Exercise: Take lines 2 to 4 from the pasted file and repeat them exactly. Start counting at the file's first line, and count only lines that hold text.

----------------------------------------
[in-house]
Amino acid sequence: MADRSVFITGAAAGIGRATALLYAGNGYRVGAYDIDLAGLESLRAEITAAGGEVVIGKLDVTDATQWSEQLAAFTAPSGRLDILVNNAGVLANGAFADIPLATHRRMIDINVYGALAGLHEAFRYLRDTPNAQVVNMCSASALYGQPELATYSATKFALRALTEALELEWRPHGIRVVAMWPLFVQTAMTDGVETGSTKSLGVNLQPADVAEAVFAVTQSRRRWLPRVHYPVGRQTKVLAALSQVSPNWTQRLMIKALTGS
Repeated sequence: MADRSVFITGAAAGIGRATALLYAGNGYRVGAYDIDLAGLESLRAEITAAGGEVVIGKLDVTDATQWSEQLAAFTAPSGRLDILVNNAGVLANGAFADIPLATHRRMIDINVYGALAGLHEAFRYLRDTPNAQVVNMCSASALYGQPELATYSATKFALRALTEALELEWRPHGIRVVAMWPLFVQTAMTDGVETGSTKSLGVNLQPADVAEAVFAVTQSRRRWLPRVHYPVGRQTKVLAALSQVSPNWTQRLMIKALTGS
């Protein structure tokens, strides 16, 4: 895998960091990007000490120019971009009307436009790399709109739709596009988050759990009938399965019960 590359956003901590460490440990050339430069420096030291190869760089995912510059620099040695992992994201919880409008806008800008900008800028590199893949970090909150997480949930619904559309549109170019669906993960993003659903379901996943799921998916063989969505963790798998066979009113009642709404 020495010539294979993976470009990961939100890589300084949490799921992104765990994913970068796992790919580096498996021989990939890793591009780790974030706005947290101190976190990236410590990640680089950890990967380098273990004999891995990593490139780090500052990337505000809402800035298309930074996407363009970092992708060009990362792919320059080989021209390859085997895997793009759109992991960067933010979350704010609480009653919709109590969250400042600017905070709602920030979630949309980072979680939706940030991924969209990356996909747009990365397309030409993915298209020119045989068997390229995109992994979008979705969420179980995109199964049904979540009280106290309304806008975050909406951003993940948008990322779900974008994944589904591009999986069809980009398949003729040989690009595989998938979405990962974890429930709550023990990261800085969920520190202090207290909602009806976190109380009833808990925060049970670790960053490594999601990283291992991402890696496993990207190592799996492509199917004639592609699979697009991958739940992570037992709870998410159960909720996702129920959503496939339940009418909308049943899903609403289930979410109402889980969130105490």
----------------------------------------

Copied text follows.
Amino acid sequence: MADRSVFITGAAAGIGRATALLYAGNGYRVGAYDIDLAGLESLRAEITAAGGEVVIGKLDVTDATQWSEQLAAFTAPSGRLDILVNNAGVLANGAFADIPLATHRRMIDINVYGALAGLHEAFRYLRDTPNAQVVNMCSASALYGQPELATYSATKFALRALTEALELEWRPHGIRVVAMWPLFVQTAMTDGVETGSTKSLGVNLQPADVAEAVFAVTQSRRRWLPRVHYPVGRQTKVLAALSQVSPNWTQRLMIKALTGS
Repeated sequence: MADRSVFITGAAAGIGRATALLYAGNGYRVGAYDIDLAGLESLRAEITAAGGEVVIGKLDVTDATQWSEQLAAFTAPSGRLDILVNNAGVLANGAFADIPLATHRRMIDINVYGALAGLHEAFRYLRDTPNAQVVNMCSASALYGQPELATYSATKFALRALTEALELEWRPHGIRVVAMWPLFVQTAMTDGVETGSTKSLGVNLQPADVAEAVFAVTQSRRRWLPRVHYPVGRQTKVLAALSQVSPNWTQRLMIKALTGS
């Protein structure tokens, strides 16, 4: 895998960091990007000490120019971009009307436009790399709109739709596009988050759990009938399965019960 590359956003901590460490440990050339430069420096030291190869760089995912510059620099040695992992994201919880409008806008800008900008800028590199893949970090909150997480949930619904559309549109170019669906993960993003659903379901996943799921998916063989969505963790798998066979009113009642709404 020495010539294979993976470009990961939100890589300084949490799921992104765990994913970068796992790919580096498996021989990939890793591009780790974030706005947290101190976190990236410590990640680089950890990967380098273990004999891995990593490139780090500052990337505000809402800035298309930074996407363009970092992708060009990362792919320059080989021209390859085997895997793009759109992991960067933010979350704010609480009653919709109590969250400042600017905070709602920030979630949309980072979680939706940030991924969209990356996909747009990365397309030409993915298209020119045989068997390229995109992994979008979705969420179980995109199964049904979540009280106290309304806008975050909406951003993940948008990322779900974008994944589904591009999986069809980009398949003729040989690009595989998938979405990962974890429930709550023990990261800085969920520190202090207290909602009806976190109380009833808990925060049970670790960053490594999601990283291992991402890696496993990207190592799996492509199917004639592609699979697009991958739940992570037992709870998410159960909720996702129920959503496939339940009418909308049943899903609403289930979410109402889980969130105490």